Because we didn’t evolve any way to respond to the EM spectrum outside the visible, including such useful abilities as being able to see our predators and prey in the dark, most likely such hyperspectral radiation doesn’t really exist, or at least doesn’t concern us very often.

Because we didn’t evolve any way to respond to odours at concentrations less than parts per million, including the ability to track prey or detect poisons, most likely such dilute odours don’t really exist, or at least doesn’t concern us very often.

But none of those conclusions is true. We know that hyperspectral radiation and ultrasonic noise and dilute odours exist. Furthermore we know that numerous other species can indeed detect them, so it is demonstrably possible to evolve such detection mechanisms. Yet despite the existence of the phenomena, the obvious value of being able to detect such phenomena and the evolution of other species to be able to detect such phenomena, we can not detect them.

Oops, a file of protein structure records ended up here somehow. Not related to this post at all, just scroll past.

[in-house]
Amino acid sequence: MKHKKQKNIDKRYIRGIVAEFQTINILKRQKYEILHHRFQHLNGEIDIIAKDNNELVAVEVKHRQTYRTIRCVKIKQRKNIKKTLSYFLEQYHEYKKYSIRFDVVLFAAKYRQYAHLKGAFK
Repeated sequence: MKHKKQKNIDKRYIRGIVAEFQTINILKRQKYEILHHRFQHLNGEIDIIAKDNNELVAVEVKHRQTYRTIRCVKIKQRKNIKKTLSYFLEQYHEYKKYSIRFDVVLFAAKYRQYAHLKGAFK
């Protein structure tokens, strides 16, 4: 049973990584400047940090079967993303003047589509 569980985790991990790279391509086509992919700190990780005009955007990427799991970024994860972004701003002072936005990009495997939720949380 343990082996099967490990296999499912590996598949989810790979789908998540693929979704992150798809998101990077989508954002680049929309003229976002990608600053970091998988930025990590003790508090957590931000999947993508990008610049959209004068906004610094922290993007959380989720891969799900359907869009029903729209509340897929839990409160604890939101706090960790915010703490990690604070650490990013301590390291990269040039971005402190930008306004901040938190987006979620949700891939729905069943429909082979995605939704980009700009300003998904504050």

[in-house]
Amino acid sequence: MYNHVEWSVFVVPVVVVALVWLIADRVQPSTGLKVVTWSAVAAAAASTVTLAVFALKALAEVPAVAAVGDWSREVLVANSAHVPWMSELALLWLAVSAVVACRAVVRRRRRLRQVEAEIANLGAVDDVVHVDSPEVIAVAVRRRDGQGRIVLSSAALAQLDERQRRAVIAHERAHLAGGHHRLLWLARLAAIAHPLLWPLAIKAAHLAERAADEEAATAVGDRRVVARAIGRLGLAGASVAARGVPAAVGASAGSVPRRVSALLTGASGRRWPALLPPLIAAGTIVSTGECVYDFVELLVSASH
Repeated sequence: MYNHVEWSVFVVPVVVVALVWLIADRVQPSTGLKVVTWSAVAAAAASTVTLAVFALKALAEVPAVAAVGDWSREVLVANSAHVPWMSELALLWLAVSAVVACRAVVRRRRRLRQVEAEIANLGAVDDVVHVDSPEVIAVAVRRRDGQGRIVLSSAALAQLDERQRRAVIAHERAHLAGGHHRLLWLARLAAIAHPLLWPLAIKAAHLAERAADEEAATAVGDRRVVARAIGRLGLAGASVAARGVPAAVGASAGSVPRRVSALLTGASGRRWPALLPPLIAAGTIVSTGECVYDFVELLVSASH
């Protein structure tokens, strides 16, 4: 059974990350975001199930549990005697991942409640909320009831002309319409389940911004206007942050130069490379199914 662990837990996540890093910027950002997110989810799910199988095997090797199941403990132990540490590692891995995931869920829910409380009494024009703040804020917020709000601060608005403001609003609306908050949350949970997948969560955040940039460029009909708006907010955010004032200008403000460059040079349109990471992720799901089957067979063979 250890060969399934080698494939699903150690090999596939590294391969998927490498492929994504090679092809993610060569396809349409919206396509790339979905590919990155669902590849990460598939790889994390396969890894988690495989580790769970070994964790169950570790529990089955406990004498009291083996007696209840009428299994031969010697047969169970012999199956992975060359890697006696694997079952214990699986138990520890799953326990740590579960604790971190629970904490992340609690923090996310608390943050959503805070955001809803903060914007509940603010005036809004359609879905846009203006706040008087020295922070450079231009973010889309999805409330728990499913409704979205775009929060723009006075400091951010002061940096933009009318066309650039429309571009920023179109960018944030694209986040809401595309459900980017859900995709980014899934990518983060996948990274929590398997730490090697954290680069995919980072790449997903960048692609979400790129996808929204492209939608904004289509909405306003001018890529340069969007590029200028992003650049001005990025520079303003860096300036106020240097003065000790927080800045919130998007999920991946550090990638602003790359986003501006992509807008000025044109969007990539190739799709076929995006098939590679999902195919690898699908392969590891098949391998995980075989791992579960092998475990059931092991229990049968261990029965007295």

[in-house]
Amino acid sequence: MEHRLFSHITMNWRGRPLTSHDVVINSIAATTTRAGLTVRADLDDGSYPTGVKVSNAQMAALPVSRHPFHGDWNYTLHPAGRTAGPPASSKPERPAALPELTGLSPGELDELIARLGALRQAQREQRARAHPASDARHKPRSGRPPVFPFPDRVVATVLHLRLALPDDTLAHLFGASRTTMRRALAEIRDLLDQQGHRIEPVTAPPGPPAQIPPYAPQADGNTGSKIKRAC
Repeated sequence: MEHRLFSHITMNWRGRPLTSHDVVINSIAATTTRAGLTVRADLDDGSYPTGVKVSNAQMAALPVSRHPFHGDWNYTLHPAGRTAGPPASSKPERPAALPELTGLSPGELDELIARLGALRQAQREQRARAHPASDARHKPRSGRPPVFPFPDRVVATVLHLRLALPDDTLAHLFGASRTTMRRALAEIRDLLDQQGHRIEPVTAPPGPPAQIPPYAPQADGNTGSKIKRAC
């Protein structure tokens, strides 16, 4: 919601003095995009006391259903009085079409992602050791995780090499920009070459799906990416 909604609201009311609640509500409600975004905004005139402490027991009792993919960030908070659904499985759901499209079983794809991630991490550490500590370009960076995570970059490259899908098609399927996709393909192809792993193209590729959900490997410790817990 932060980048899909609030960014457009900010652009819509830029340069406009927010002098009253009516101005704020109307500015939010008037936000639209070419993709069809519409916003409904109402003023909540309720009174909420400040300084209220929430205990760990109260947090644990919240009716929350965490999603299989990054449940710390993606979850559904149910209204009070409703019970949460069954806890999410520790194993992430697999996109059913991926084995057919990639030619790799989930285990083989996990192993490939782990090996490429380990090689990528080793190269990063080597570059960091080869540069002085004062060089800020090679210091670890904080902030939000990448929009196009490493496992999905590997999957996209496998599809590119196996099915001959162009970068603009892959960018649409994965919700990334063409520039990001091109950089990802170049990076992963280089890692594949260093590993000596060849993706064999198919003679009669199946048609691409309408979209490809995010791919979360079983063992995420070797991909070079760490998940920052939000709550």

Therefore the fact that we only have a small number of physical senses, which consistently detect only only a tiny fraction of what is empirically real, is not in any way suggestive of the non-existence, much less the non-interference, of anything beyond those senses. Or to put it another way, there is an entire universe out that affects us both directly and continuously that we were completely oblivious to.

Your entire argument is built upon a false premise, the premise that every species must evolve an ability to detect every stimulus that concerns them regularly. That premise is demonstrably false. Ergo your argument can be dismissed as it is based upon a faulty premise.


Cyningablod, you are confused about the nature of evolution. Evolution is not teleological; it has no aim, no ultimate goal, no author, and no design.


No no no no no.

No no no.



Someone always chimes in with this in evolution threads, and the vast majority of the time, the OP in question showed no sign of suffering from the misunderstanding you just described, Skald.

This OP is one of that vast majority.